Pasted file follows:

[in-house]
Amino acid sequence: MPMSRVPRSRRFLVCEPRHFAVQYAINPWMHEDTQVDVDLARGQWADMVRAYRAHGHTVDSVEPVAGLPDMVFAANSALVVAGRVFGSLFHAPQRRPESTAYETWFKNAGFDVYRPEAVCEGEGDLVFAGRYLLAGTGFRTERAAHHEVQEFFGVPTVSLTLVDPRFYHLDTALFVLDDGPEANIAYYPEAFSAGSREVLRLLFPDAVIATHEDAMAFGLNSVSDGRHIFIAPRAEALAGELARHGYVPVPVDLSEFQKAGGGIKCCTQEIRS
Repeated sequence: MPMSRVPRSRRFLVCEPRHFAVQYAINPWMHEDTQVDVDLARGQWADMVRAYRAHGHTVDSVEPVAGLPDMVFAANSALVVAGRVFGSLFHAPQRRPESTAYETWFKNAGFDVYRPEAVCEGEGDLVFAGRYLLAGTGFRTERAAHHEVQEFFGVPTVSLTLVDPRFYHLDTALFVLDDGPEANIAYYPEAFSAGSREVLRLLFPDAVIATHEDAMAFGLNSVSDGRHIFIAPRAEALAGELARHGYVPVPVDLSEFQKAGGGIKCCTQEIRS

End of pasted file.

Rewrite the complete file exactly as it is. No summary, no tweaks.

[in-house]
Amino acid sequence: MPMSRVPRSRRFLVCEPRHFAVQYAINPWMHEDTQVDVDLARGQWADMVRAYRAHGHTVDSVEPVAGLPDMVFAANSALVVAGRVFGSLFHAPQRRPESTAYETWFKNAGFDVYRPEAVCEGEGDLVFAGRYLLAGTGFRTERAAHHEVQEFFGVPTVSLTLVDPRFYHLDTALFVLDDGPEANIAYYPEAFSAGSREVLRLLFPDAVIATHEDAMAFGLNSVSDGRHIFIAPRAEALAGELARHGYVPVPVDLSEFQKAGGGIKCCTQEIRS
Repeated sequence: MPMSRVPRSRRFLVCEPRHFAVQYAINPWMHEDTQVDVDLARGQWADMVRAYRAHGHTVDSVEPVAGLPDMVFAANSALVVAGRVFGSLFHAPQRRPESTAYETWFKNAGFDVYRPEAVCEGEGDLVFAGRYLLAGTGFRTERAAHHEVQEFFGVPTVSLTLVDPRFYHLDTALFVLDDGPEANIAYYPEAFSAGSREVLRLLFPDAVIATHEDAMAFGLNSVSDGRHIFIAPRAEALAGELARHGYVPVPVDLSEFQKAGGGIKCCTQEIRS